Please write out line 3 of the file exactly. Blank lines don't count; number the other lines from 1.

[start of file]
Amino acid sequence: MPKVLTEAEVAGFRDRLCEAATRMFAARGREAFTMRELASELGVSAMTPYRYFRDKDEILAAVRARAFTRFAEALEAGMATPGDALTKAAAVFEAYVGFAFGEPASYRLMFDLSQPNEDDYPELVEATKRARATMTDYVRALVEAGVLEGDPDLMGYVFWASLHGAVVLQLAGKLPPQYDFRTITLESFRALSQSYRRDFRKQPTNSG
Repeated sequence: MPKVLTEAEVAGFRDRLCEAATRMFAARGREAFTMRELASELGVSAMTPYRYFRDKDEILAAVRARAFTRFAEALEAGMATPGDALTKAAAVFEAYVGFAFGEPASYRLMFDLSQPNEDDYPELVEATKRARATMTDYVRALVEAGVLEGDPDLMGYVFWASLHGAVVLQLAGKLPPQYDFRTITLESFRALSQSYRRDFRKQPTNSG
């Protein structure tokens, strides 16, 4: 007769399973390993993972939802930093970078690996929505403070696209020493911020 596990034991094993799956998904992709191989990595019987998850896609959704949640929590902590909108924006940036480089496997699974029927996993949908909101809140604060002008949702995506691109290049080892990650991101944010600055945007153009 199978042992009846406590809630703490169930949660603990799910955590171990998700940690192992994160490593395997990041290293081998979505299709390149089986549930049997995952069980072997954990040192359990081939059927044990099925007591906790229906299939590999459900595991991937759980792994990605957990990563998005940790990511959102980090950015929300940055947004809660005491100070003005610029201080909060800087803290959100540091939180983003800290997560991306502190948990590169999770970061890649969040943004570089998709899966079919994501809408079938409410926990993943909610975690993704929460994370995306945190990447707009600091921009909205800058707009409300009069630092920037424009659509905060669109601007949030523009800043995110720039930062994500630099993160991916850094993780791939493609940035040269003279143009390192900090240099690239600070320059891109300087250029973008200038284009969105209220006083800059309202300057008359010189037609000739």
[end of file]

């Protein structure tokens, strides 16, 4: 007769399973390993993972939802930093970078690996929505403070696209020493911020 596990034991094993799956998904992709191989990595019987998850896609959704949640929590902590909108924006940036480089496997699974029927996993949908909101809140604060002008949702995506691109290049080892990650991101944010600055945007153009 199978042992009846406590809630703490169930949660603990799910955590171990998700940690192992994160490593395997990041290293081998979505299709390149089986549930049997995952069980072997954990040192359990081939059927044990099925007591906790229906299939590999459900595991991937759980792994990605957990990563998005940790990511959102980090950015929300940055947004809660005491100070003005610029201080909060800087803290959100540091939180983003800290997560991306502190948990590169999770970061890649969040943004570089998709899966079919994501809408079938409410926990993943909610975690993704929460994370995306945190990447707009600091921009909205800058707009409300009069630092920037424009659509905060669109601007949030523009800043995110720039930062994500630099993160991916850094993780791939493609940035040269003279143009390192900090240099690239600070320059891109300087250029973008200038284009969105209220006083800059309202300057008359010189037609000739």